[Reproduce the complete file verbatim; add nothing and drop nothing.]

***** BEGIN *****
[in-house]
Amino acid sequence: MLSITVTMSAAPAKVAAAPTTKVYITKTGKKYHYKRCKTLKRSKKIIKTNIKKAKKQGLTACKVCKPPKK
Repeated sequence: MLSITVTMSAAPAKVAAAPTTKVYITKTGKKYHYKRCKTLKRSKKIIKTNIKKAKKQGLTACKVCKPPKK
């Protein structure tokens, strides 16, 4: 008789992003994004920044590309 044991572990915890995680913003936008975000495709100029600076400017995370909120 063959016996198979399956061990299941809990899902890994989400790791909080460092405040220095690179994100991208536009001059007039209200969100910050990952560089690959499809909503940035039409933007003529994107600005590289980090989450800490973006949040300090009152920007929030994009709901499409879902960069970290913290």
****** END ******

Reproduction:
[in-house]
Amino acid sequence: MLSITVTMSAAPAKVAAAPTTKVYITKTGKKYHYKRCKTLKRSKKIIKTNIKKAKKQGLTACKVCKPPKK
Repeated sequence: MLSITVTMSAAPAKVAAAPTTKVYITKTGKKYHYKRCKTLKRSKKIIKTNIKKAKKQGLTACKVCKPPKK
């Protein structure tokens, strides 16, 4: 008789992003994004920044590309 044991572990915890995680913003936008975000495709100029600076400017995370909120 063959016996198979399956061990299941809990899902890994989400790791909080460092405040220095690179994100991208536009001059007039209200969100910050990952560089690959499809909503940035039409933007003529994107600005590289980090989450800490973006949040300090009152920007929030994009709901499409879902960069970290913290």